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Billy Bob Thornton,
Three friends share an exciting vacation in Malaysia, full of fun, drinks, women and hash. When the vacation is over, each have dreams of continuing their lives, and they all go their separate ways. One of them (Phoenix) remains on the tropical paradise to fulfill a dream of working with apes for research. Two years later, a lawyer (Heche) comes to New York and hunts down the other two friends to give some sad news. A few days after they left the island, police raided their camp and found amazingly large quantities of hash left about. Phoenix was still residing there, so he had to take the blame. He is set to be put to death in 8 days, and the only way the charges can be decreased is if the two friends come back to paradise and take their share of the responsibilty. If they do, they both will spend three years in prison. If only one does, he will spend six years behind bars... Written by
[Around 55:00] Beth comes to John's home. She gives him a "ZABARS" bag of food. The door is wide open (we clearly see the outside is red and the inside is green) behind Beth. As John takes the bag, the door is suddenly closed, however no one has closed it. See more »
You'd take 3 years from me but you wouldn't take my word?
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Paradise Found: A Lush, Intelligent Character-Driven Film
This movie appeals on many levels... smartly written, with seductive cinematography, strong editing and acting throughout (with forays into brilliant). And, yes, the romantic sub-plot and un-"Hollywood" style ending DO make sense! Read on ...
(NO SPOILERS )
Return to Paradise, a beautifully written, crafted and acted film is one of the few DVDs in my collection that I just keep coming back to.
The prologue in Malaysia begins during the credits and is worth the watch in itself. It grabs our interest, and establishes the dynamic between these three young men, who are off for a post-college fling before assuming their "real" lives. The music, hand-held camera effects, and MTV-style editing evoke the carelessness of youth, of a young man's idea of "Paradise".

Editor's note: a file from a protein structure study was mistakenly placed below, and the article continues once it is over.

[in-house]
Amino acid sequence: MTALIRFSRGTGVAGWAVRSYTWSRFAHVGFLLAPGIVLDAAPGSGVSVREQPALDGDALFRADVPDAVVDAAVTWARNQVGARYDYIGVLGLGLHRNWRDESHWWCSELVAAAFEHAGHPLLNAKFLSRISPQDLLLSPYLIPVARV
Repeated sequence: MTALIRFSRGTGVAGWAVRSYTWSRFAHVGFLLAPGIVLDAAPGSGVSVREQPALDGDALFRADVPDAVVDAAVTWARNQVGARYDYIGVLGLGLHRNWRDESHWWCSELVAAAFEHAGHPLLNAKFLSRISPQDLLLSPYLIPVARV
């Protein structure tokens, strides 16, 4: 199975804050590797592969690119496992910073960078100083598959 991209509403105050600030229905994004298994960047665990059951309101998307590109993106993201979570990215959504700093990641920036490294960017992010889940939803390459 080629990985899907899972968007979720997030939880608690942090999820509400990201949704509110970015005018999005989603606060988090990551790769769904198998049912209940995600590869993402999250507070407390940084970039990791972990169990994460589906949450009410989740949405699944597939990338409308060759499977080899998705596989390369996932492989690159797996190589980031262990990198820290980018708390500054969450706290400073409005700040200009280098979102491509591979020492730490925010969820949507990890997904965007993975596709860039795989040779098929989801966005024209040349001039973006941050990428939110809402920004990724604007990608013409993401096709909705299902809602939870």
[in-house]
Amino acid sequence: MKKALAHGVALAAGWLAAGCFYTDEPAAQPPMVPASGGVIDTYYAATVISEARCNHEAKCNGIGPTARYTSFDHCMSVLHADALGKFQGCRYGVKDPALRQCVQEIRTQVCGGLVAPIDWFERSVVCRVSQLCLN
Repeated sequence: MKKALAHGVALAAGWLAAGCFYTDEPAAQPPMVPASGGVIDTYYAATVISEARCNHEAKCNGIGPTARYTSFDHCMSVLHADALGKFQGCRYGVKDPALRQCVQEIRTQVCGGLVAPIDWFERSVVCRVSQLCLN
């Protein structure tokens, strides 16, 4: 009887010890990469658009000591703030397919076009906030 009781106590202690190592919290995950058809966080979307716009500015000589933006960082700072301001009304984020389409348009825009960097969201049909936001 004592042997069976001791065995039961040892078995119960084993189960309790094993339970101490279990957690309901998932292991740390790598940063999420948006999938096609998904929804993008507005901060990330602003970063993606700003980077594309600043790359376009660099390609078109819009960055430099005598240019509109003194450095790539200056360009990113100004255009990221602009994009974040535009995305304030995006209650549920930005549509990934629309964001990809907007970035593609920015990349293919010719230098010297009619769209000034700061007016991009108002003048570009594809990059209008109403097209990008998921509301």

Tony (played by David Conrad) is an opaque, friendly, architect/engineer who is Everyman in his pursuit of honor within the bounds of a satisfying, conventional life. Louis (Joachim Phoenix) a gentle soul - whose plan is to stay in Southeast Asia and pursue Animal Rights ... and "Sheriff", played by Vince Vaughn - a tough, straight talking hustler from Brooklyn. It is Sheriff's journey that we stay with as the action moves over to America, then back to 'Paradise'.
We discover, along with the characters, what has happened to the friends since their idyll on Penang. When we rejoin Sheriff, it is a few years later. He is driving a limo, and living in a seedy NYC apartment, filled with books. He is on a path that stumbles as he irreverently, but wistfully, reaches for inner growth. We know enough about movies to know that SOMEthing interesting is about to happen to this good-looking guy. By the time the story wraps up, the character of Sheriff will have achieved an impressive depth of self-awareness, subtlety and tenderness that is a credit to the delicacy of Vaughn's acting in this piece.
Louis and, in his stead, Beth (Anne Heche), believe that greater things lie inside of Sheriff. In the prologue, Sheriff, brash and careless, teeters when Louis asks him (with confidence in Sheriff's core of selflessness) to join a fight to save the orangutan. Much later, faced with a corresponding request from the compelling and volubly erotic character that Heche creates, Sheriff uses his affair with Beth as a catalyst to reach for the nobility in his soul.
Things do not turn out as we (or they) expect. Character relationships reshuffle a bit near the end, but rather than being devices to surprise and tweak our emotions, these twists and turns of the plot help ensure that Sheriff's decisions are (as he tells his friend in a poignant jail cell meeting ) his own. Like Tony, Sheriff ultimately makes his choices, not on behalf of his friends ... but for himself.
The best thing about Return to Paradise is that there are no bad guys. A life 'hangs in the balance', but the competing forces are, as in the real world, created by the myriad of individuals all acting out their own interests with no real malice, yet perhaps without the purposeful empathy represented by the Louis character. We are absorbed by the compelling interplay between Beth, Sheriff, Tony, the Malaysian officials and MJ Major (the aggressive reporter played by Jada Pinkett-Smith in an acerbic, pivotal, cameo) all the way through to the final, cathartic, conclusion.
Don't miss this one.
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